Grab your partner and do-si-do in C’Dale
CARBONDALE, Colorado Tom Paxton can guess the last time you square danced. He imagines you were in grade school and moved uncomfortably in the gym as your P.E. teacher called out steps you didnt understand. There was also bad, florescent lighting and even worse canned music, right?He can see it and now he wants you to let it all go. Saturday nights dance is a whole new animal.The energy in the room, its just like a rock concert, said Paxton, dead-serious.He would know. Beyond being a free-lance bass player in the valley for more than 30 years, hes been square dance caller for even longer. Ever year, he teaches crowds at around two dozen or so conventions, wedding receptions and parties how to swing their partners and do-si-do. At this first ever KDNK Community Square Dance, hell be the one directing, as the Last Minute String Band adds their distinctive brand of folksiness to the air.And theres no need to be intimidated, Paxton stressed. Its not that kind of hoe-down.As he put it, My stuff is low on instruction and high on fun.For him, the introduction to the dance came early. He was fresh out of college when he took up playing bass at a Michigan YMCA camp in 1976. For two years, he played behind a caller who did simple square dances for families and youngsters. The vitality of the movements, coupled with the power of live music, eventually got to him. It wasnt long before he was calling dances of his own. Though hes never let up on square dancing, hes also never felt the need to get too technical about it. He only knows about 10 calls, which usually last him about one night of dancing. Its just enough instruction to give people a taste of the choreography but not so much that they get confused or frustrated. That, he explained, would cancel out one of the most beautiful things about the art.
Its one of the best get acquainted modalities there is, he said.It makes sense, too. In adult life, so often people are thrown into parties or social situations with absolutely nothing to do. Theyre expected to just make small talk or drink or find someone to go home with. At its best, square dancing seems to erase a lot of that. Though it can be a tough sell at first, it gives people a new skill to learn, a way to focus outside themselves. All of a sudden, theyve got this whopper of an ice-breaker, something they can really share amongst each other. Its also a place to mess up, without any real consequences. Over the years, Paxton has called for all kinds of unlikely groups jaded New Yorkers, stiff-looking financial types, aloof hipsters. They may all have been so different, yet when the dancing was truly good, their reactions werent.Its a really great communal experience, Paxton explained. Its not about getting it right. Its about having a good time.How often, in this real world of ours, do you get that kind of freedom?Contact Stina Sieg: firstname.lastname@example.org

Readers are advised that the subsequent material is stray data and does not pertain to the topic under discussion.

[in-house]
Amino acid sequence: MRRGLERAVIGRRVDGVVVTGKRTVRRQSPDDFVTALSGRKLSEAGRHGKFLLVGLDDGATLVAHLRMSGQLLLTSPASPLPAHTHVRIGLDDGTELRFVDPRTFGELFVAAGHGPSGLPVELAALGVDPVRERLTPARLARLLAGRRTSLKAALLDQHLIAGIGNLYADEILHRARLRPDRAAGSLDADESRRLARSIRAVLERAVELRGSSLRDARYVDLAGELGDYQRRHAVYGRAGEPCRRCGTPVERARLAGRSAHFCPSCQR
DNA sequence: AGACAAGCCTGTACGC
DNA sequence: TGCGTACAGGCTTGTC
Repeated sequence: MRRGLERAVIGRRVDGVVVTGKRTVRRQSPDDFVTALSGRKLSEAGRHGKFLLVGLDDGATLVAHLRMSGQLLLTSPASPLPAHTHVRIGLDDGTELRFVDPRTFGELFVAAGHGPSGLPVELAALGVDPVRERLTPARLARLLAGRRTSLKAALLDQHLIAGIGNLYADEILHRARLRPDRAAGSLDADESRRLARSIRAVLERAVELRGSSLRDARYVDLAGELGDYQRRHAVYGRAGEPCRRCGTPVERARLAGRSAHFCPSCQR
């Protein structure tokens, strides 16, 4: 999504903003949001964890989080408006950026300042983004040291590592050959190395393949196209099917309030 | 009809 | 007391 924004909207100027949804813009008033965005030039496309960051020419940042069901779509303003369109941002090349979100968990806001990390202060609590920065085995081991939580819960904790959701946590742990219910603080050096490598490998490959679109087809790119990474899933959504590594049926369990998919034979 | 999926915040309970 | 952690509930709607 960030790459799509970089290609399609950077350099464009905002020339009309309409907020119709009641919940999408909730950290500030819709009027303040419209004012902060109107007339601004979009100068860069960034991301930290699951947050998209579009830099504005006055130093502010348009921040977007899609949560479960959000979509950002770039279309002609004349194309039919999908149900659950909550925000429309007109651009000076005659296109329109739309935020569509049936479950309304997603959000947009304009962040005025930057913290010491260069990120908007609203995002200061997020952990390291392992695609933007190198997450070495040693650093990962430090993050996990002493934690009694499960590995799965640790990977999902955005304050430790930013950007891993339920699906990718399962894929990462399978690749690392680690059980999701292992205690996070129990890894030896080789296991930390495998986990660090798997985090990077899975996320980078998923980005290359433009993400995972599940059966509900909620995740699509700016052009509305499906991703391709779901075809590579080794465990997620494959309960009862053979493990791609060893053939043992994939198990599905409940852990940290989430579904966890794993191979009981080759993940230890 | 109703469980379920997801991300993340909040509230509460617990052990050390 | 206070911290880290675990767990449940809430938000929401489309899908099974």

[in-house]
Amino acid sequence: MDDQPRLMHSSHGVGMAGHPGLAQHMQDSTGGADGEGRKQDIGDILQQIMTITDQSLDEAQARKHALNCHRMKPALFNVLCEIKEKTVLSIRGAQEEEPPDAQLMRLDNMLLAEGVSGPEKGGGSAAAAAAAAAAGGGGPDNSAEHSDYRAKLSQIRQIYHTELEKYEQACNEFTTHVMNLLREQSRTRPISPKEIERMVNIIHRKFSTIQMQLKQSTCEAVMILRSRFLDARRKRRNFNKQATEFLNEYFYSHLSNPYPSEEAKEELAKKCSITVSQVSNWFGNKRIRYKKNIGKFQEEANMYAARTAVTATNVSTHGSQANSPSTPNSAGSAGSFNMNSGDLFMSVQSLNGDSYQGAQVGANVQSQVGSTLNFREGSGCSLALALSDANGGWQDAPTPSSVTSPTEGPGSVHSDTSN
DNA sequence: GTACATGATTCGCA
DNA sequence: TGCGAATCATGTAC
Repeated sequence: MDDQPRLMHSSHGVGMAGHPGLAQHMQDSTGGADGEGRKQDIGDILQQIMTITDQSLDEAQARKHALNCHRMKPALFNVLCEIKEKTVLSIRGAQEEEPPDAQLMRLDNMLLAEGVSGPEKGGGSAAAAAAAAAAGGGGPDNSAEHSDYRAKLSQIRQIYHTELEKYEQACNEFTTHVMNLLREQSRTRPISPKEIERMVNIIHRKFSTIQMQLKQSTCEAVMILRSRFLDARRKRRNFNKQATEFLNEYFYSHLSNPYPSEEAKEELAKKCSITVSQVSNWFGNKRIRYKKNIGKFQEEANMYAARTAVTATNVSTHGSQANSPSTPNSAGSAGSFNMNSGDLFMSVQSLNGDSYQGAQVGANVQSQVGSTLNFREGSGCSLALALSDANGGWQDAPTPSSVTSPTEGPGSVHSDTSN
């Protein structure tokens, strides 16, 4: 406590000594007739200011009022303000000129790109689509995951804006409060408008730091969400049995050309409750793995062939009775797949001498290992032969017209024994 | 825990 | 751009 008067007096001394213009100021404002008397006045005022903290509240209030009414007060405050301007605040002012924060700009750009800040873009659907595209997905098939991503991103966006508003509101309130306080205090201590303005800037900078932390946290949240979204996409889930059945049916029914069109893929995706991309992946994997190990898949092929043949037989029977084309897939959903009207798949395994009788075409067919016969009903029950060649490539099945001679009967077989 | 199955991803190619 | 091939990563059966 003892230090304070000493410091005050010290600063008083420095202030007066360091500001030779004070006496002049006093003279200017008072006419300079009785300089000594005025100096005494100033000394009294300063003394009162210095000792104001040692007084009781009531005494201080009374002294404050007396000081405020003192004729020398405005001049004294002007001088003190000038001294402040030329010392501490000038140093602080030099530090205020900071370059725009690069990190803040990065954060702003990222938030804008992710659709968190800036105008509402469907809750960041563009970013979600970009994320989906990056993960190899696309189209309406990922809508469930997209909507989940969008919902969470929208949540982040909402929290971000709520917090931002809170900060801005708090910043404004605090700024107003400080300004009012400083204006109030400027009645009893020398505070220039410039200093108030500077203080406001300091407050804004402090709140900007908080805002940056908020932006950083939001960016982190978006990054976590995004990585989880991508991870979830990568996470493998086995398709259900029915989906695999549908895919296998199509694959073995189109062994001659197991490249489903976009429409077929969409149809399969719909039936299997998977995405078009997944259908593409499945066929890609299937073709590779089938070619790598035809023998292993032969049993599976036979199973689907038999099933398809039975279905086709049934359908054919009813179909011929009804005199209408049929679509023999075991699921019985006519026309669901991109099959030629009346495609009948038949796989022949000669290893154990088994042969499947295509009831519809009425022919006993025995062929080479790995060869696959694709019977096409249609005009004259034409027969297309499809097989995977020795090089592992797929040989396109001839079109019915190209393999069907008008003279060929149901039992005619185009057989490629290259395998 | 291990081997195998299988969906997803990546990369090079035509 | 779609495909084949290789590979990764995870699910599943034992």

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Grand Junction man Bruce Holder, 55, faces up to life in prison and a $20 million fine after a jury convicted him on charges related to the overdose death of a Carbondale man.